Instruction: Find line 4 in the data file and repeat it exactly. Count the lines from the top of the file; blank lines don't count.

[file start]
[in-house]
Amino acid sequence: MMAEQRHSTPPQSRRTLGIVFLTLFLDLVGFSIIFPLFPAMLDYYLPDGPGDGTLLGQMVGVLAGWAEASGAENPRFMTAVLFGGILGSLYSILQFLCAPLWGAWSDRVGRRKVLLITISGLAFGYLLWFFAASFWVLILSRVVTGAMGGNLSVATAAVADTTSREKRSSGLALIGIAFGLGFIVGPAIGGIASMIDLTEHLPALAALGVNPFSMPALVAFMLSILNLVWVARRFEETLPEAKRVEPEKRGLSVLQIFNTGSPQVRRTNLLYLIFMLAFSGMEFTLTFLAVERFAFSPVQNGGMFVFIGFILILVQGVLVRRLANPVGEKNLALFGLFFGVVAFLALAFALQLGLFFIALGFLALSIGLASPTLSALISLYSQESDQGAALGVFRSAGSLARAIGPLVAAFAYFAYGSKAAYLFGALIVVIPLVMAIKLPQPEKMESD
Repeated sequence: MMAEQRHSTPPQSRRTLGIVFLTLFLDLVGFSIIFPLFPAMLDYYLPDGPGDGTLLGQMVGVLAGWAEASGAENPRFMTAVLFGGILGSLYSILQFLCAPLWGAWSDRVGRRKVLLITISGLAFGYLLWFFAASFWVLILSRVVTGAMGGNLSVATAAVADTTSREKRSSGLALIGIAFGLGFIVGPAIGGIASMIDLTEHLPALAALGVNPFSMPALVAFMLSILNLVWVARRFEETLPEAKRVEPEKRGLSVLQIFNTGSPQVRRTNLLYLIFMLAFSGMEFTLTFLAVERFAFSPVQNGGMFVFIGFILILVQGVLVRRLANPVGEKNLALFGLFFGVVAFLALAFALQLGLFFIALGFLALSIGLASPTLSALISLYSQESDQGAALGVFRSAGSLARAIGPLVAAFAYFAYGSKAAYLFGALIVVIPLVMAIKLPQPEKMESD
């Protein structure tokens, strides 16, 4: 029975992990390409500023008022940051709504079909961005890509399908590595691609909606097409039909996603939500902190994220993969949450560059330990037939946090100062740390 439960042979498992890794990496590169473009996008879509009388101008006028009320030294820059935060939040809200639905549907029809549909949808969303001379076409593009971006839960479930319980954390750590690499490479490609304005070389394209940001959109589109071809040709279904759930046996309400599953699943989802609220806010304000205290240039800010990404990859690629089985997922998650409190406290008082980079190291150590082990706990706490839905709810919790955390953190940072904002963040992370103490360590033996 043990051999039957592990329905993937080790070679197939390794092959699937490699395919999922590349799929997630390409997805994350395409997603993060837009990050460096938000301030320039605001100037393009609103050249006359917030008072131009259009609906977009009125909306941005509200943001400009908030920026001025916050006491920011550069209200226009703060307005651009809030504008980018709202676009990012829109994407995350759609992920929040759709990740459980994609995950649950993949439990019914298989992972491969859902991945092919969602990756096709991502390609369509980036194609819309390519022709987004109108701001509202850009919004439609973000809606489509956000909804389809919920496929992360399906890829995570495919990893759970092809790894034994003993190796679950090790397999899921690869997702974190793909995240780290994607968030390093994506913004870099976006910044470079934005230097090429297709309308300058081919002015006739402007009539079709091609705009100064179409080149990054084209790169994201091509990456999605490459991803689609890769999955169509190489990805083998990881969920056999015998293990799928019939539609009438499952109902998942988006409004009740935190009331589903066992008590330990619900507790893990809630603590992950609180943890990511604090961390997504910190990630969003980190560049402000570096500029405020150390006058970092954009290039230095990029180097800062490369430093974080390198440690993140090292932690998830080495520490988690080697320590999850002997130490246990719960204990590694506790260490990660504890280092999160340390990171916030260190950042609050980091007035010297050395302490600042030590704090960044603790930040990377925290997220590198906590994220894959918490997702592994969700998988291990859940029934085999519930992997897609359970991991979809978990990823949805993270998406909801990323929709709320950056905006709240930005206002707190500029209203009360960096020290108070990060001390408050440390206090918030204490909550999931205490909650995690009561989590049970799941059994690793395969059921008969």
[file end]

């Protein structure tokens, strides 16, 4: 029975992990390409500023008022940051709504079909961005890509399908590595691609909606097409039909996603939500902190994220993969949450560059330990037939946090100062740390 439960042979498992890794990496590169473009996008879509009388101008006028009320030294820059935060939040809200639905549907029809549909949808969303001379076409593009971006839960479930319980954390750590690499490479490609304005070389394209940001959109589109071809040709279904759930046996309400599953699943989802609220806010304000205290240039800010990404990859690629089985997922998650409190406290008082980079190291150590082990706990706490839905709810919790955390953190940072904002963040992370103490360590033996 043990051999039957592990329905993937080790070679197939390794092959699937490699395919999922590349799929997630390409997805994350395409997603993060837009990050460096938000301030320039605001100037393009609103050249006359917030008072131009259009609906977009009125909306941005509200943001400009908030920026001025916050006491920011550069209200226009703060307005651009809030504008980018709202676009990012829109994407995350759609992920929040759709990740459980994609995950649950993949439990019914298989992972491969859902991945092919969602990756096709991502390609369509980036194609819309390519022709987004109108701001509202850009919004439609973000809606489509956000909804389809919920496929992360399906890829995570495919990893759970092809790894034994003993190796679950090790397999899921690869997702974190793909995240780290994607968030390093994506913004870099976006910044470079934005230097090429297709309308300058081919002015006739402007009539079709091609705009100064179409080149990054084209790169994201091509990456999605490459991803689609890769999955169509190489990805083998990881969920056999015998293990799928019939539609009438499952109902998942988006409004009740935190009331589903066992008590330990619900507790893990809630603590992950609180943890990511604090961390997504910190990630969003980190560049402000570096500029405020150390006058970092954009290039230095990029180097800062490369430093974080390198440690993140090292932690998830080495520490988690080697320590999850002997130490246990719960204990590694506790260490990660504890280092999160340390990171916030260190950042609050980091007035010297050395302490600042030590704090960044603790930040990377925290997220590198906590994220894959918490997702592994969700998988291990859940029934085999519930992997897609359970991991979809978990990823949805993270998406909801990323929709709320950056905006709240930005206002707190500029209203009360960096020290108070990060001390408050440390206090918030204490909550999931205490909650995690009561989590049970799941059994690793395969059921008969």